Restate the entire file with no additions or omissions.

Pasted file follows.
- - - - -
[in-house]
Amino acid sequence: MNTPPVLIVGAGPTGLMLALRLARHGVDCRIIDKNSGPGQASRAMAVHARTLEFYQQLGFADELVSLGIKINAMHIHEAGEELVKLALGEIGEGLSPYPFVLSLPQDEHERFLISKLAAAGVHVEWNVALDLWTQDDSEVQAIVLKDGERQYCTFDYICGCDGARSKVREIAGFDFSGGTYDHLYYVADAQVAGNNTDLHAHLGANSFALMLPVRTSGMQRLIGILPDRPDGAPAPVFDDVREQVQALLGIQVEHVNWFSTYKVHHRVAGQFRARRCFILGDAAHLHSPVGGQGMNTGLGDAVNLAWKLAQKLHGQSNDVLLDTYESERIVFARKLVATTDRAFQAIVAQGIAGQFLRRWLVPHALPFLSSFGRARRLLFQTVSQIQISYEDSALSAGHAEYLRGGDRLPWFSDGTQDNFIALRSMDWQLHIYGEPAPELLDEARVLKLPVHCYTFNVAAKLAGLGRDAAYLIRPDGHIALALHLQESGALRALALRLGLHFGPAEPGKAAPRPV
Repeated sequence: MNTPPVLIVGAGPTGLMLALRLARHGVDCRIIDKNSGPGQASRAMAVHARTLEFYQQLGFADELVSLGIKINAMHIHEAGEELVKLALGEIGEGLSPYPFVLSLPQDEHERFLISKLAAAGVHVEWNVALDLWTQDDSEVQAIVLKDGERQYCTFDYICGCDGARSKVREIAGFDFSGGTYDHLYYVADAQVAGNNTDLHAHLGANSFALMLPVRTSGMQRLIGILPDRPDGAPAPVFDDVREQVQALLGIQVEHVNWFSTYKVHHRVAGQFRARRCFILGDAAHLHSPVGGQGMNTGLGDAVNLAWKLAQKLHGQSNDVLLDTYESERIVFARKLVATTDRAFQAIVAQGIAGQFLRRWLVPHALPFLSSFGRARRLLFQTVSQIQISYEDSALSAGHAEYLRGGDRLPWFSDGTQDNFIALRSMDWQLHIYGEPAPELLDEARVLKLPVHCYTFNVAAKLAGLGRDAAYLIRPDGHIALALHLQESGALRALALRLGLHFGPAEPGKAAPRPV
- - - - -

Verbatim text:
[in-house]
Amino acid sequence: MNTPPVLIVGAGPTGLMLALRLARHGVDCRIIDKNSGPGQASRAMAVHARTLEFYQQLGFADELVSLGIKINAMHIHEAGEELVKLALGEIGEGLSPYPFVLSLPQDEHERFLISKLAAAGVHVEWNVALDLWTQDDSEVQAIVLKDGERQYCTFDYICGCDGARSKVREIAGFDFSGGTYDHLYYVADAQVAGNNTDLHAHLGANSFALMLPVRTSGMQRLIGILPDRPDGAPAPVFDDVREQVQALLGIQVEHVNWFSTYKVHHRVAGQFRARRCFILGDAAHLHSPVGGQGMNTGLGDAVNLAWKLAQKLHGQSNDVLLDTYESERIVFARKLVATTDRAFQAIVAQGIAGQFLRRWLVPHALPFLSSFGRARRLLFQTVSQIQISYEDSALSAGHAEYLRGGDRLPWFSDGTQDNFIALRSMDWQLHIYGEPAPELLDEARVLKLPVHCYTFNVAAKLAGLGRDAAYLIRPDGHIALALHLQESGALRALALRLGLHFGPAEPGKAAPRPV
Repeated sequence: MNTPPVLIVGAGPTGLMLALRLARHGVDCRIIDKNSGPGQASRAMAVHARTLEFYQQLGFADELVSLGIKINAMHIHEAGEELVKLALGEIGEGLSPYPFVLSLPQDEHERFLISKLAAAGVHVEWNVALDLWTQDDSEVQAIVLKDGERQYCTFDYICGCDGARSKVREIAGFDFSGGTYDHLYYVADAQVAGNNTDLHAHLGANSFALMLPVRTSGMQRLIGILPDRPDGAPAPVFDDVREQVQALLGIQVEHVNWFSTYKVHHRVAGQFRARRCFILGDAAHLHSPVGGQGMNTGLGDAVNLAWKLAQKLHGQSNDVLLDTYESERIVFARKLVATTDRAFQAIVAQGIAGQFLRRWLVPHALPFLSSFGRARRLLFQTVSQIQISYEDSALSAGHAEYLRGGDRLPWFSDGTQDNFIALRSMDWQLHIYGEPAPELLDEARVLKLPVHCYTFNVAAKLAGLGRDAAYLIRPDGHIALALHLQESGALRALALRLGLHFGPAEPGKAAPRPV